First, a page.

Principles of Learning and Memory: Classic Edition

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Psychology Press, Nov 20, 2014 - Psychology - 532 pages

In this landmark volume from 1976, Robert Crowder presents an organized review of the concepts that guide the study of learning and memory.

The basic organization of the book is theoretical, rather than historical or methodological, and there are four broad sections. The first is on coding in memory, and the relations between memory and vision, audition and speech. The second section focuses on short-term memory. The third is loosely organized around the topic of learning. The final section includes chapters that focus on the process of retrieval, with special attention to recognition and to serial organization.

Crowder presumes no prior knowledge of the subject matter on the part of the reader; technical terms are kept to a minimum, and he makes every effort to introduce them carefully when they first occur. It is suitable for advanced undergraduate and graduate courses.

 

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Contents

1 Background Comments and Three Analytic Concepts
1
2 Iconic Memory
29
3 Echoic Memory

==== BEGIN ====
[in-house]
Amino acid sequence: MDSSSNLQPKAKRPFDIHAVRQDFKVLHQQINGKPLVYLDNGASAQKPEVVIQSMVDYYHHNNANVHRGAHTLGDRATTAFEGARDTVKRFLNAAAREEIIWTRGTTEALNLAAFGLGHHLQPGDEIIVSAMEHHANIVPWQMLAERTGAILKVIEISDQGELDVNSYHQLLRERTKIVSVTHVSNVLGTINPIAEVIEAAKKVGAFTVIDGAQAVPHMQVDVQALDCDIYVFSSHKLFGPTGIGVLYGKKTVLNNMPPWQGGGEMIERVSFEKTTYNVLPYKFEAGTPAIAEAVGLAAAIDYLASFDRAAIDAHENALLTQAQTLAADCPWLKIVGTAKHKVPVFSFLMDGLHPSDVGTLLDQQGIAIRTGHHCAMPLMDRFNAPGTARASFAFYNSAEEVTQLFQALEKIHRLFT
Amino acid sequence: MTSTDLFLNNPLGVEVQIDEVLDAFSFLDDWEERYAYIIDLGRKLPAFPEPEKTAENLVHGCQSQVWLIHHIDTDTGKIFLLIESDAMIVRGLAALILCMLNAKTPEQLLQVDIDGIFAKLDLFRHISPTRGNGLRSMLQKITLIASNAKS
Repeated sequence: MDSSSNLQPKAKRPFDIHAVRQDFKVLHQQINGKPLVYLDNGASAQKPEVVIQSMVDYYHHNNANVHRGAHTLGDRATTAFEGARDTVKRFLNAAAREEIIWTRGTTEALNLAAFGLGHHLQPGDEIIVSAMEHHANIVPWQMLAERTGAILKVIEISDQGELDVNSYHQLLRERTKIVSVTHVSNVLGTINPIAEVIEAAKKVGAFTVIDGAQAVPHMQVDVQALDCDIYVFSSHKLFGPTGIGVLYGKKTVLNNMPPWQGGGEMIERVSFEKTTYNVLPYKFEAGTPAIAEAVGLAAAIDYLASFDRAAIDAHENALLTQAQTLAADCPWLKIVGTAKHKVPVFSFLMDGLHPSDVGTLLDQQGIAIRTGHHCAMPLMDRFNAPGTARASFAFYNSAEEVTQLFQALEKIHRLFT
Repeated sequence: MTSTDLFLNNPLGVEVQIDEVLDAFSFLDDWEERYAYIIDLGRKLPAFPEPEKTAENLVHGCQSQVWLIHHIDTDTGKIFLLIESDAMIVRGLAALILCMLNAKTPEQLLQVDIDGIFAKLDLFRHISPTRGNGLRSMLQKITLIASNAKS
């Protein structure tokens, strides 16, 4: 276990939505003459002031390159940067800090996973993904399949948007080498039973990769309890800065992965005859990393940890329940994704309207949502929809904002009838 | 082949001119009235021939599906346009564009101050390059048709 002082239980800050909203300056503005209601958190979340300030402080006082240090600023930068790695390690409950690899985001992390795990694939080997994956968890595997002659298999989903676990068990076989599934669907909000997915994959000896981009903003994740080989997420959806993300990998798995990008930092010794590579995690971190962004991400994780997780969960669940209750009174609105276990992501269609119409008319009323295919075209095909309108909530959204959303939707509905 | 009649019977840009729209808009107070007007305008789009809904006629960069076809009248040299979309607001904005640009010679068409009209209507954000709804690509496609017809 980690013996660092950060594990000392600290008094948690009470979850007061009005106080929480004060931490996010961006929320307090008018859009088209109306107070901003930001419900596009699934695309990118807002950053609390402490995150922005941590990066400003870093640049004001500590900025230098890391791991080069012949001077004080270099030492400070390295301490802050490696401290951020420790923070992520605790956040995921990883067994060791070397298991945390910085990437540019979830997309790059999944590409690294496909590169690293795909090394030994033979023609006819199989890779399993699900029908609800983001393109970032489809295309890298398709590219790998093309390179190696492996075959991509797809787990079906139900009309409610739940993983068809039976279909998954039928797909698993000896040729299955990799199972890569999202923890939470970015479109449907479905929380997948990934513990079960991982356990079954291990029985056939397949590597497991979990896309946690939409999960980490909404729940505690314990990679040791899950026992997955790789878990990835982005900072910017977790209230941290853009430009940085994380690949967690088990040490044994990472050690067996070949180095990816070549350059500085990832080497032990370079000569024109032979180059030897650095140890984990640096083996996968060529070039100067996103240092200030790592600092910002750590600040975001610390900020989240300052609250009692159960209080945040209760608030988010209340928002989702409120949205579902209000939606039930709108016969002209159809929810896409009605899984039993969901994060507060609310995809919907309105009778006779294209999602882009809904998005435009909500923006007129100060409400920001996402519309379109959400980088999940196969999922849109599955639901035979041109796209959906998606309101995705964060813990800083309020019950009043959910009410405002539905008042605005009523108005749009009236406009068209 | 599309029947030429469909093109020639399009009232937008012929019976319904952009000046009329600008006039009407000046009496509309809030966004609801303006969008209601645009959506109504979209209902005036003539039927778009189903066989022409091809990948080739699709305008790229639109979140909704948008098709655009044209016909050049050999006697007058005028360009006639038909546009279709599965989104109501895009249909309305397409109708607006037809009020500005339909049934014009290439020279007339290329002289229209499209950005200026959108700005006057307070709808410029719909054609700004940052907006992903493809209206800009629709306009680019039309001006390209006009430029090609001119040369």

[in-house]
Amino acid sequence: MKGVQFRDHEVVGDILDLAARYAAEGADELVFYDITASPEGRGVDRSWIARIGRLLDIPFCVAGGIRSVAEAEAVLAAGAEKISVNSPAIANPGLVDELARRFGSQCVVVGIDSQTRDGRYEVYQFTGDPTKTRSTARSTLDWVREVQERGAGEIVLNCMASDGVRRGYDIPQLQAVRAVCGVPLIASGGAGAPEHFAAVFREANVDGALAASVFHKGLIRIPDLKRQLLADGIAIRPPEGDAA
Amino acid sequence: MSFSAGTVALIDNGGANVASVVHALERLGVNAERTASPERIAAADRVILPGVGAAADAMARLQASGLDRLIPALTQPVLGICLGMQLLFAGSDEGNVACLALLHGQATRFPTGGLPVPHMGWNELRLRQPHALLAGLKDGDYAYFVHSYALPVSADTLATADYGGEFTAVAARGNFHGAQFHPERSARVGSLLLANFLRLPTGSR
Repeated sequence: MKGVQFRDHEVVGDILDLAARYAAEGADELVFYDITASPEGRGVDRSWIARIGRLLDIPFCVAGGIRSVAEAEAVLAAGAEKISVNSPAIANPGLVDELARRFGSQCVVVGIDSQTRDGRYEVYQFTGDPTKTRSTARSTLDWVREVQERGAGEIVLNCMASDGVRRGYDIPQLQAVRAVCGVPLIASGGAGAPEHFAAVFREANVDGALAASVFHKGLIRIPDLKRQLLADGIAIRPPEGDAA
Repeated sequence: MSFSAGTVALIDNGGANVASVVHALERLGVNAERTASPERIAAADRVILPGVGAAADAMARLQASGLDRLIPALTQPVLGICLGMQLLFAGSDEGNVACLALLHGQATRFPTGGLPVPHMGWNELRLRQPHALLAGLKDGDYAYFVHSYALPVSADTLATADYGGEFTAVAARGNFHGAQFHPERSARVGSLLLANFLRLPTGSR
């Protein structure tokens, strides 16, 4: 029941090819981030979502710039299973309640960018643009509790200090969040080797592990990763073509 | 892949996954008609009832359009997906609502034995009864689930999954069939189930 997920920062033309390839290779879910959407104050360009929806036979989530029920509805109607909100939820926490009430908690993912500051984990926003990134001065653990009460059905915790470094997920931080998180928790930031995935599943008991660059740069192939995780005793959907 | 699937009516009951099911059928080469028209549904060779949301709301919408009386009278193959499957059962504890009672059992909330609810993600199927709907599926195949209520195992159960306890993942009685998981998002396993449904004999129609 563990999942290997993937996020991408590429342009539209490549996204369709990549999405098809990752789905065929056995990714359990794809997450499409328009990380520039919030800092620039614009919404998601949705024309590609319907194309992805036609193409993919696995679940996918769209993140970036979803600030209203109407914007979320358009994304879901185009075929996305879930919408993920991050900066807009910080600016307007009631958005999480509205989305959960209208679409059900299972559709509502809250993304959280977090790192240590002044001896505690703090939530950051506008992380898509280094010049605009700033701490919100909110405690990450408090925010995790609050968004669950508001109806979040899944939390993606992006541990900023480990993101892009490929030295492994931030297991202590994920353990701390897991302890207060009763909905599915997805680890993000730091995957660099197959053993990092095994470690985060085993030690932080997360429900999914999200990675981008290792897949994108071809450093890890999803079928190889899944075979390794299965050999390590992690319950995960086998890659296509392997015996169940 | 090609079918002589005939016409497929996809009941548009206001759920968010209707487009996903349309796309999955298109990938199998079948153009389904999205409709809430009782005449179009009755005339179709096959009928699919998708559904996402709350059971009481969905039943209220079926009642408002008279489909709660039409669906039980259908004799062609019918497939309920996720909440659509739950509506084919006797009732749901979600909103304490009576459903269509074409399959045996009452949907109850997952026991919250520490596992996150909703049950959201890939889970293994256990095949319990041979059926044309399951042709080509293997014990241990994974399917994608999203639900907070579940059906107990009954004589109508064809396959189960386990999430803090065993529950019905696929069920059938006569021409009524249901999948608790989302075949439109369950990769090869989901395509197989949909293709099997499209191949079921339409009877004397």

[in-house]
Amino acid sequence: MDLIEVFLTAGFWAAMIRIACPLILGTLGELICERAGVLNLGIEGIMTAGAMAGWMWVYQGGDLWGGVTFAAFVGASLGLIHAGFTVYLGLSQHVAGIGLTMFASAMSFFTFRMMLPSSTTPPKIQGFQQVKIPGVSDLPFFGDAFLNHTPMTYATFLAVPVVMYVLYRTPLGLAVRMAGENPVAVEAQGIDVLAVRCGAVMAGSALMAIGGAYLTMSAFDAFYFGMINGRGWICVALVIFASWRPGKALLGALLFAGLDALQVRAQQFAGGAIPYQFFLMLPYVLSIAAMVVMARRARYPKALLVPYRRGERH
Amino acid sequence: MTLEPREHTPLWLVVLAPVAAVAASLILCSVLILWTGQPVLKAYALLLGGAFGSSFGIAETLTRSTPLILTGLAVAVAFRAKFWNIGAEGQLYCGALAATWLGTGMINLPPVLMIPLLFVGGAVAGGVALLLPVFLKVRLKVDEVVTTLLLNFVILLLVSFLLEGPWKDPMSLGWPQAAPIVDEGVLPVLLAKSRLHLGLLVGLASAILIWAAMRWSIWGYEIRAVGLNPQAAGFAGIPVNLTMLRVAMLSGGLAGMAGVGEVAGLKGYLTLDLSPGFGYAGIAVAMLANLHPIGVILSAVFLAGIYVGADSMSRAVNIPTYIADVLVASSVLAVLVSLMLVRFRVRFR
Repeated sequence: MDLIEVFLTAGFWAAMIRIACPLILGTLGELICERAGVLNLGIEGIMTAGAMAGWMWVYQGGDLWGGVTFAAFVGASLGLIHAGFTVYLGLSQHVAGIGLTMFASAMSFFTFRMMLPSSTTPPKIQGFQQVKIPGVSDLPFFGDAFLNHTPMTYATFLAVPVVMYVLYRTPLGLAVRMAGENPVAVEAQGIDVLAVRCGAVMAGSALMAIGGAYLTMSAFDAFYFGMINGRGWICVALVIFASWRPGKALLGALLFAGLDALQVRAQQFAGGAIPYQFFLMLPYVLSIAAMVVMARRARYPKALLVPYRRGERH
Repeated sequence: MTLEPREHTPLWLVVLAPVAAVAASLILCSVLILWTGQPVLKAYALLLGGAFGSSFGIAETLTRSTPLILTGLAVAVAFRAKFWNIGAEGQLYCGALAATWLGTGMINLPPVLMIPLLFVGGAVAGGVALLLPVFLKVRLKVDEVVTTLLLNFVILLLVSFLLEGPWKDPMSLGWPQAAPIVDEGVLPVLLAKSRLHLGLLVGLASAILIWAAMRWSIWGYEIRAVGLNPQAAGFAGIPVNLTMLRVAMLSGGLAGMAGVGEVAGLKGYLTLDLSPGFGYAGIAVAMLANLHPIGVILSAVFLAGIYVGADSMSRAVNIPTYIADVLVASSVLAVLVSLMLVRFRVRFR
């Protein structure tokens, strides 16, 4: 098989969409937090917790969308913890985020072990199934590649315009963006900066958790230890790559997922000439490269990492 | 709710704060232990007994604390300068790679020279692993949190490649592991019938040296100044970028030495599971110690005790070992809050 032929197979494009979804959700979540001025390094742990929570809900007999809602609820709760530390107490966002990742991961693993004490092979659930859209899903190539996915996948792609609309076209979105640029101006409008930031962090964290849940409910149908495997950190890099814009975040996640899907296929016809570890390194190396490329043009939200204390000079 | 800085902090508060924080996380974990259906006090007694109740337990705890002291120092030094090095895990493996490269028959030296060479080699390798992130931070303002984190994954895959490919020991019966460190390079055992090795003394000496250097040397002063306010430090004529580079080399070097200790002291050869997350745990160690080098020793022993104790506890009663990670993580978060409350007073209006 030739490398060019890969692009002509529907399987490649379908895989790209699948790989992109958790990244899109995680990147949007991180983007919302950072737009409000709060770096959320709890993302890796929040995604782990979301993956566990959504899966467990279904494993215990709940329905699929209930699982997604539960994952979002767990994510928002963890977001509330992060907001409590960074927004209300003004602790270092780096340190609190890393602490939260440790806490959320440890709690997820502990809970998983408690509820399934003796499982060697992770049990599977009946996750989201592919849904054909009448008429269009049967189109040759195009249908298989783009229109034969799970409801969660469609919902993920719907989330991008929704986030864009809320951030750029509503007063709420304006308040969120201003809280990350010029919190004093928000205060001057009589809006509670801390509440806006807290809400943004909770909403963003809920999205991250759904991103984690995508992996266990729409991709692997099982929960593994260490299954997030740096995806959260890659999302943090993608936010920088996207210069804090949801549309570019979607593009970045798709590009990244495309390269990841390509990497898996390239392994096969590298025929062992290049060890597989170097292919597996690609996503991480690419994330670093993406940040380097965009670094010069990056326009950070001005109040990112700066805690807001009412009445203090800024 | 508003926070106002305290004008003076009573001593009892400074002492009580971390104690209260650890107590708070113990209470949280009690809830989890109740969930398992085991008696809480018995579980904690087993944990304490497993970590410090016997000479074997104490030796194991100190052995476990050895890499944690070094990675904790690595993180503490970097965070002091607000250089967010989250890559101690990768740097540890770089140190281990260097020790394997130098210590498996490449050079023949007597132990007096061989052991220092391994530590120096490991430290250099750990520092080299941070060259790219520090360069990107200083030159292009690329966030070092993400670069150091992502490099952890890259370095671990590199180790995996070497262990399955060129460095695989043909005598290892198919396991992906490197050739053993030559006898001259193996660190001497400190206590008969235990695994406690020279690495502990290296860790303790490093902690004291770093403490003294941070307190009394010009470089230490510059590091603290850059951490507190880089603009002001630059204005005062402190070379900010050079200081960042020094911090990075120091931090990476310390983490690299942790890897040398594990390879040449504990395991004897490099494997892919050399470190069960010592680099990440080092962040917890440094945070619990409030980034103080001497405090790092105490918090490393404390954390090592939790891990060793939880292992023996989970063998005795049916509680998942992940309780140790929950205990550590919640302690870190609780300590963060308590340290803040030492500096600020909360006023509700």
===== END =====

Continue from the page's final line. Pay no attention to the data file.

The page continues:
45
4 Recoding by Speech in ShortTerm Memory
67
5 Nonverbal Memory
88
6 Primary Memory
131
7 Forgetting in ShortTerm Memory
173
8 The Interference Theory of Forgetting in LongTerm Memory
216
9 The Effects of Repetition on Memory
262
10 The Organization of Memory in Free Recall
320
11 Retrieval
351
12 Serial Organization in Learning and Memory
408
References
475
Author Index
503
Subject Index
508
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About the author (2014)

Robert G. Crowder (1939-2000) was an outstanding and pioneering psychologist in the great functional tradition of American psychology. During his career at Yale University, he made major contributions to many topics in cognitive psychology, including memory, learning, the psychology of music, and the psychology of reading. He received numerous academic honors and many of his students went on to have significant careers in the field. His bibliography includes landmark volumes, including Principles of Learning and Memory (1976), which was the first attempt to summarize the field in over two decades.

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